Workers Dig In, Push for Strike to Continue


Chanting "Scabs, go home!" to fellow workers who remained on the job, striking Ventura County government employees continued to disrupt public services Thursday and announced that their initial two-day walkout would continue into early next week.

Meanwhile, county officials braced for an extended strike that is already taking a toll on child protective services, public libraries, building permitting and agricultural inspections.

"It's still manageable at this point," said Barbara Journet, director of the Human Resources Department. "Now, if this gets to be a prolonged strike, it will be a different story. At two weeks, we could have to cut back on more services."

Union chief Barry Hammitt said workers would remain out on strike at least until Tuesday when the Board of Supervisors convenes its regularly scheduled meeting. He said the workers had demanded that the strike continue.

"These things build momentum," Hammitt said. "The employees got out there and realized, this is an awful lot of fun. And we're sending this message to our employer: 'Damn it, we're not going to take this anymore."'

County officials estimated that about half of the 4,200 members of the Service Employees International Union, Local 998, participated in the second day of the walkout Thursday. Managers tried to keep workers who had crossed picket lines out of view.

Angered by those who had returned to work, dozens of union members stormed inside the Ventura County Government Center on Thursday afternoon, chanting "Scabs, go home!"

At the same time, service disruptions continued throughout the county. Few construction permits were issued and building inspections were halted, officials said.

Child protective services handled only the most urgent cases, with 25 managers stretched to do the work of 250 social workers who had walked off the job. No child support checks were issued.

About half the county's 15 public libraries remained closed, as did 16 senior meal sites. Barbara Fitzgerald, director of the Human Services Agency, said she would have to deliver meals to 60 homebound clients herself.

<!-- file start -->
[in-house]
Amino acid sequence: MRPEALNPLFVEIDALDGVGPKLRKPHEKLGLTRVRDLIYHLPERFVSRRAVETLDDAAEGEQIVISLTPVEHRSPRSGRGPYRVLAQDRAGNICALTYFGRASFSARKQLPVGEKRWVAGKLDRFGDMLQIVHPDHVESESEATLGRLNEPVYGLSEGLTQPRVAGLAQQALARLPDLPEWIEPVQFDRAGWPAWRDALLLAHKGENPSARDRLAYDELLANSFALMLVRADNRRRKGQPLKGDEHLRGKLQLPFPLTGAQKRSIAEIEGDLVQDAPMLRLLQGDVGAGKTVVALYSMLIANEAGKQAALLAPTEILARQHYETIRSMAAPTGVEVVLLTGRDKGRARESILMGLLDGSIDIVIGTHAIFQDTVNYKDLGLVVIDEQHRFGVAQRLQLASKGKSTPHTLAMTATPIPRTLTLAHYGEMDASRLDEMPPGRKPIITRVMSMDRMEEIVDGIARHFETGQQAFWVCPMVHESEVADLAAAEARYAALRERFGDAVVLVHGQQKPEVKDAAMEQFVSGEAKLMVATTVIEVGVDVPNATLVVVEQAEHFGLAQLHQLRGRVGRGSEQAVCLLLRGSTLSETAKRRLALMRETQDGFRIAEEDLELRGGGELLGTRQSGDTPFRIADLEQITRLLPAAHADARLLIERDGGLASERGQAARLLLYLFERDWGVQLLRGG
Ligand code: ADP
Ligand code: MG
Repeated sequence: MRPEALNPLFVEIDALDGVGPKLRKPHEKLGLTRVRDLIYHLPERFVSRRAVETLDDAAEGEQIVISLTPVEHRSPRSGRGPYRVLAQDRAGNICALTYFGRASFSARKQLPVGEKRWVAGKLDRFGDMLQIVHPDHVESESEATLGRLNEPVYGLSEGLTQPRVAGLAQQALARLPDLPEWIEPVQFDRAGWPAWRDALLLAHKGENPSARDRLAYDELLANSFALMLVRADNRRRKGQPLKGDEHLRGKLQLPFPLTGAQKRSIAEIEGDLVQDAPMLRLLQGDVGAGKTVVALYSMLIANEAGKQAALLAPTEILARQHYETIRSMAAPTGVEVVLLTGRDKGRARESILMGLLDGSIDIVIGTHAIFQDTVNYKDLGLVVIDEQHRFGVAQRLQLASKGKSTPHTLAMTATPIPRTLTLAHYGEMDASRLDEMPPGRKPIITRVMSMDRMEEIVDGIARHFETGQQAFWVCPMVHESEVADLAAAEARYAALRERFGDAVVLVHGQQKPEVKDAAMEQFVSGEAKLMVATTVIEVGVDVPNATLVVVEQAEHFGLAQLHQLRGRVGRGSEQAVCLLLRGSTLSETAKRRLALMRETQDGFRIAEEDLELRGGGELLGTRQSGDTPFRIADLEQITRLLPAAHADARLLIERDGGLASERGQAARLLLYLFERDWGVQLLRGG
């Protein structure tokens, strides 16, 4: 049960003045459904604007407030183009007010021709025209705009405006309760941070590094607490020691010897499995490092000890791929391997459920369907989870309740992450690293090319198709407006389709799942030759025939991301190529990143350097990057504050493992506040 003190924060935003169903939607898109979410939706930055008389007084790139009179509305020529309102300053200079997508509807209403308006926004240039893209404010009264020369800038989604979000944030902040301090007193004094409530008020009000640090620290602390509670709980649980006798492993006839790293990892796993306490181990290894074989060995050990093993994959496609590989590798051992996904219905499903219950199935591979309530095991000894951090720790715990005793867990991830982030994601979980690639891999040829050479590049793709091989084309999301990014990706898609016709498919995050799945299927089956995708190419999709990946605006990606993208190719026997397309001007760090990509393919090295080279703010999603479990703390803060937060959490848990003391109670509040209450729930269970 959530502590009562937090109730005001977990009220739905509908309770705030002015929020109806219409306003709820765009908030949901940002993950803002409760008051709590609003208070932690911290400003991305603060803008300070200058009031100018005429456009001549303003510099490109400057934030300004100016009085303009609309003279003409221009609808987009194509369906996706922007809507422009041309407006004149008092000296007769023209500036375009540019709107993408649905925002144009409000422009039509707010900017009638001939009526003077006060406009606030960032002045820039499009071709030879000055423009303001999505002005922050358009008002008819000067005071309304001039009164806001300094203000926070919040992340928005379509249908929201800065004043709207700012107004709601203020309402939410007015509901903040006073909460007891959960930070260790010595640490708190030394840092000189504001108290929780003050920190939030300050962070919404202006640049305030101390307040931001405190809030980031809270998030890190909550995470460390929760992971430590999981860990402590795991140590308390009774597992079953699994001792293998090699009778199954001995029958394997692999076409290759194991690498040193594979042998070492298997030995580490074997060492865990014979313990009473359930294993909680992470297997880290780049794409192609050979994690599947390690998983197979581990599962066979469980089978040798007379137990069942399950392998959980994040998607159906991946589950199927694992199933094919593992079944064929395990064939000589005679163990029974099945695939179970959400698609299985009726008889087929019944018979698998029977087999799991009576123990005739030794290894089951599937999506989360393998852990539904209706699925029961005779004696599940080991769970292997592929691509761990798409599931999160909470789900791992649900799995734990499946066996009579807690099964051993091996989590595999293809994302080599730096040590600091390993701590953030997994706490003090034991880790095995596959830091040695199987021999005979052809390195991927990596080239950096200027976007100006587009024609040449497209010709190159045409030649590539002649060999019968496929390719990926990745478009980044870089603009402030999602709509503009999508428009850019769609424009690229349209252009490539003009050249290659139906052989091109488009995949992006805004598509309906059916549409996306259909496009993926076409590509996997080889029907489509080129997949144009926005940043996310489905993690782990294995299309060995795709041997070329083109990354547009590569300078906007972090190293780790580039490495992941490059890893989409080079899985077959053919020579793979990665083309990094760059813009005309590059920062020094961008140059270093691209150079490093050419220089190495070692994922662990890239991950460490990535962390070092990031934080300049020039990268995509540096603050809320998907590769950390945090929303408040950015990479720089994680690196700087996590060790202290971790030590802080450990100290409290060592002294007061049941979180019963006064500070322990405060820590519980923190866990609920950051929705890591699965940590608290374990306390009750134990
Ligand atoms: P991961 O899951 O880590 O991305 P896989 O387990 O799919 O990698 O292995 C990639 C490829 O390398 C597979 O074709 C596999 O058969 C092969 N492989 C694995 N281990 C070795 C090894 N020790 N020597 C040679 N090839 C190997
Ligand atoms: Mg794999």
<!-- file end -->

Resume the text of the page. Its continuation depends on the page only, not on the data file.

Things could get worse today. Friday is usually a busy day for the county clerk's office, which is responsible for issuing marriage licenses and other documents.

Large shipments of citrus and flowers that usually go out on Monday and Tuesday from county farms could be delayed or canceled because of a lack of agricultural inspectors, nearly all of whom are on the picket line.

And with the support of the Teamsters, food and supplies may run short at the government center as the strike continues.

County officials have made no overtures about returning to the bargaining table since talks broke down earlier this week. County Executive Officer Johnny Johnston said he did not expect the Board of Supervisors to consider any new offers until it meets Tuesday.

But board Chairman Frank Schillo, at first steadfast against union pressure, expressed frustration Thursday at the stalled negotiations, blaming Johnston for moving too slowly to develop alternative proposals.

"It's just like a black hole over there," Schillo said of Johnston's office. "Why can't we meet tomorrow morning? If he had something organized, we could do that."

The union represents 4,200 of the county's 7,500 workers. The union had originally called for a two-day strike to be followed by other short walkouts.

Hammitt said he didn't want union members, who earn an average of $29,000 a year, to be forced into financial straits by a longer walkout. But by Thursday, he said, the workers were calling for an extended strike.

Before talks broke down on Tuesday, the county had agreed to give union members an average raise of 10% by 2004, bringing employee salaries up to par with their counterparts throughout the region. But the union also demanded a guarantee that the pensions of workers hired since 1979 be adjusted for a 3% annual cost of living increase.

County leaders wanted to conduct a months-long study to determine the financial effect. The plan could cost the county $108 million up front and $3 million to $4 million a year to maintain, draining retirement reserves and throwing the county's finances into a tailspin, according to county officials.

A cross-section of union supporters weighed in on Thursday. The Criminal Justice Attorney's Assn. of Ventura County, which includes prosecutors and public defenders, contributed $10,000 of its own dues to a hardship fund for strikers.

Hammitt said that all of the workers he has talked to shared the same sentiments. "People are saying, 'Don't you dare agree to bring us back in. We want to stay out here until we get this thing finished,' " he said. "It's a little investment now for a big return in the long haul.'

Staff writers Timothy Hughes and Matt Surman contributed to this report.

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